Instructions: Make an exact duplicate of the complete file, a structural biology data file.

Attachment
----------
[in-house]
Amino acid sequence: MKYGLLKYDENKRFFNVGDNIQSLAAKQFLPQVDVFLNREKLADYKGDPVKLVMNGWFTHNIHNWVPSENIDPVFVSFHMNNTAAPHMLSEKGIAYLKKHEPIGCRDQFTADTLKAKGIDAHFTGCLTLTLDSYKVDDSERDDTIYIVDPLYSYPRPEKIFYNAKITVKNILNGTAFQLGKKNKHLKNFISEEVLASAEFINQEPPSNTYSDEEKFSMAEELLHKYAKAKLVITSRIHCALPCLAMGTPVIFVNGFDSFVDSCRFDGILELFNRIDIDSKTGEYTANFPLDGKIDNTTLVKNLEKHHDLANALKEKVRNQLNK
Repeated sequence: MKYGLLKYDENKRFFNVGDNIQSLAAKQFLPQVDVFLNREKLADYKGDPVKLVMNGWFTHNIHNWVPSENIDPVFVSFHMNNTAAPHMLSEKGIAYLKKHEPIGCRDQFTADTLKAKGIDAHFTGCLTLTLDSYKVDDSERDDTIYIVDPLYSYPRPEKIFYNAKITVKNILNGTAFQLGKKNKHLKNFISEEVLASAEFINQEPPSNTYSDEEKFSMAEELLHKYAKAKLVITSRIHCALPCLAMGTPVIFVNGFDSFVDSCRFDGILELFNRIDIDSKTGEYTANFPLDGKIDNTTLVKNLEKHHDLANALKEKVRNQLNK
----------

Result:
[in-house]
Amino acid sequence: MKYGLLKYDENKRFFNVGDNIQSLAAKQFLPQVDVFLNREKLADYKGDPVKLVMNGWFTHNIHNWVPSENIDPVFVSFHMNNTAAPHMLSEKGIAYLKKHEPIGCRDQFTADTLKAKGIDAHFTGCLTLTLDSYKVDDSERDDTIYIVDPLYSYPRPEKIFYNAKITVKNILNGTAFQLGKKNKHLKNFISEEVLASAEFINQEPPSNTYSDEEKFSMAEELLHKYAKAKLVITSRIHCALPCLAMGTPVIFVNGFDSFVDSCRFDGILELFNRIDIDSKTGEYTANFPLDGKIDNTTLVKNLEKHHDLANALKEKVRNQLNK
Repeated sequence: MKYGLLKYDENKRFFNVGDNIQSLAAKQFLPQVDVFLNREKLADYKGDPVKLVMNGWFTHNIHNWVPSENIDPVFVSFHMNNTAAPHMLSEKGIAYLKKHEPIGCRDQFTADTLKAKGIDAHFTGCLTLTLDSYKVDDSERDDTIYIVDPLYSYPRPEKIFYNAKITVKNILNGTAFQLGKKNKHLKNFISEEVLASAEFINQEPPSNTYSDEEKFSMAEELLHKYAKAKLVITSRIHCALPCLAMGTPVIFVNGFDSFVDSCRFDGILELFNRIDIDSKTGEYTANFPLDGKIDNTTLVKNLEKHHDLANALKEKVRNQLNK